Today it’s getting harder and harder to escape advertising, remember when you could watch a video on any site without watching a video ad first? Modern corporate propoganda has become a finely tuned art of delivering a product that you’re more likely to want, and it could get worse. Below I’ll describe a few technologies that are all ceratainly within the realm of possibility, but hopefully, will never become a reality.
Products that are constantly listening and automatically forward reviews to their manufacturer on certain spoken keywords. This stream would be very easy to filter, bolstering a product’s rating. Posted reviews are in a converted readable format as well as their original audio format.
Eye glasses that superimpose advertising on whatever you look at. Of course you could always take the glasses off but then you couldn’t see.
Listening tables at resturants that adapt the adertising around or on the table itself to your conversation. This would ensure constatnly relevant advertising. The resturant of course gets a cut of the ad revenue.
Bar glasses that detect when the cup is empty and then make a recommendation on either another drink or to stop drinking. This recommendation could be intelligently made by a sensitive breathalizer in the glass, or a connection to a sensor in what you’re sitting that gets your weight and calculates BAC on the number of drinks you’ve had.
The same weight sensors in a resturant or bar could detect the customer’s overall health, gender, and age and direct ads based on those readings.
In case you hadn’t noticed, everyone of these ideas also violates privacy in many ways. If you are uncomfortable with thse ideas I recommend you give some thought to the ad stream just to the left of your Facebook timeline or Google Searches which have been curated based on your statuses, searches, and the ‘likes’ of you and your friends. I don’t think any of these ideas will ever manifest in real life, but in some form or another, they already have.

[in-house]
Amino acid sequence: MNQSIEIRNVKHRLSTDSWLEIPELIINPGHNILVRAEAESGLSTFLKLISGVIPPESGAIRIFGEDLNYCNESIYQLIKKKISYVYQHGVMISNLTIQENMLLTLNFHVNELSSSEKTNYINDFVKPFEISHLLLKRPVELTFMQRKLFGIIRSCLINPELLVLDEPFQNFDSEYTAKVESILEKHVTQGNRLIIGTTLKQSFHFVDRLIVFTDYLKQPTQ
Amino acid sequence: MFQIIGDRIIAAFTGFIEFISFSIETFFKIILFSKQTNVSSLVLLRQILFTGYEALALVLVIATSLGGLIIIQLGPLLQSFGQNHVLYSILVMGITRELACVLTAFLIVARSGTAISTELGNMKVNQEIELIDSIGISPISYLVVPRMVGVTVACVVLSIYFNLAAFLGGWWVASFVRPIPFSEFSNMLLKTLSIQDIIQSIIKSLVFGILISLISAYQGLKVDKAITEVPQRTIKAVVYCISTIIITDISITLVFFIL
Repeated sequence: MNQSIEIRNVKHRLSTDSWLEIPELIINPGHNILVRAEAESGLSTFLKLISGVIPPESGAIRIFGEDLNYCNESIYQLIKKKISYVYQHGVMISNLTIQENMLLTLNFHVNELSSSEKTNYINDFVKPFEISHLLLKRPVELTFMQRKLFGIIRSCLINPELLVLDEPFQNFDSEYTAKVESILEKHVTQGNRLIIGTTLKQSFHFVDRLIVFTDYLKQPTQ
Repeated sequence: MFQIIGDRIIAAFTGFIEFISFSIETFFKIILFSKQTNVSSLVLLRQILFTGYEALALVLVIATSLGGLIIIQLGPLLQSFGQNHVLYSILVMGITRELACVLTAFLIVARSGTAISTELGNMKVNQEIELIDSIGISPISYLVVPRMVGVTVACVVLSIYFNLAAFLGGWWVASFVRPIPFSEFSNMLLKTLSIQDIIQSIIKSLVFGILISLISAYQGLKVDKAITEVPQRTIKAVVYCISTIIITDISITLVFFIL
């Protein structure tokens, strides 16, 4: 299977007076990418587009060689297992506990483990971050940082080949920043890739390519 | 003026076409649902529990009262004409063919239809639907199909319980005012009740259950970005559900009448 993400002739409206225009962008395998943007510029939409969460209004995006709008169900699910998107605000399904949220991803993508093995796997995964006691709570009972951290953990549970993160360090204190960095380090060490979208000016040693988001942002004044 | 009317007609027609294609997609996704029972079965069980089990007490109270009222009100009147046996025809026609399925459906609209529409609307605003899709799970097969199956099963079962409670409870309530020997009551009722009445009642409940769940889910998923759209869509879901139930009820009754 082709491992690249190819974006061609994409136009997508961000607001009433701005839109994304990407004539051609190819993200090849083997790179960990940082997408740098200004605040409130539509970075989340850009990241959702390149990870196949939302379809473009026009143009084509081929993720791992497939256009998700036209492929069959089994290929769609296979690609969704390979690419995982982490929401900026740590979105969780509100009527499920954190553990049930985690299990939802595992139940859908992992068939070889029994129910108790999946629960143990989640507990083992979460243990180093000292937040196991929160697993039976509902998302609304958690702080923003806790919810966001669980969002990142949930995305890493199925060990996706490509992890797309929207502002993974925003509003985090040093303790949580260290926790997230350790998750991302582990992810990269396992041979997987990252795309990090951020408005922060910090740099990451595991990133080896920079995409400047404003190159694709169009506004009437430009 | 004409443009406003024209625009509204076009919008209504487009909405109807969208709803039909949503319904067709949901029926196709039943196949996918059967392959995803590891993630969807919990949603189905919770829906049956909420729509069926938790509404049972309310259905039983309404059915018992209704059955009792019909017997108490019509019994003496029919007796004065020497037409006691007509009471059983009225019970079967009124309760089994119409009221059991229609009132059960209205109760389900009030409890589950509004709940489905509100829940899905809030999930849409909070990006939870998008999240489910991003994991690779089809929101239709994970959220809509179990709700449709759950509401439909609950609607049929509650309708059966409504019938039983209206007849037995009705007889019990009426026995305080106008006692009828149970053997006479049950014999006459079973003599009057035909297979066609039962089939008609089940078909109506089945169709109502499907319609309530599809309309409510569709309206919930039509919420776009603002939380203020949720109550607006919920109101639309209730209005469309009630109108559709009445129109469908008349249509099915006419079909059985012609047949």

What’s the point of product design if everyone is just going to put the device in a case? A case rarely improves the user experience and instead simply provides the user with the reassurance that if they accidentally drop their device it will be alright. Not to mention the larger pocket fingerprint. Cases usually don’t seem to bother people once they’re on too, this is only a good measure of how important software, operating system, and software ecosystem are over hardware design.
A non-durable device, no matter how sleek, provides a sub-par user experience due to its fragility, or rather the feeling of fragility. There are devices out there that are the epitome of this, devices that make me 100x more careful when handling. So much so that I am constantly focusing on making sure the device is secure in my hand, rather than the experience the product has to offer.
The best device should feel not only feel durable but it must live up to that feeling at the same time. It should feel herculean, it should instill the same level of confidence we have in the software on the phone, essentially, it shouldn’t fail if we make a mistake. The phone case industry today is a testament that we are not confident in the structural (let alone aesthetic) integrity of our phones. There is certainly glass that can take the impact of a drop, there are also materials and practices that can make a device withstand said drop. Why aren’t they both in a product in my hand?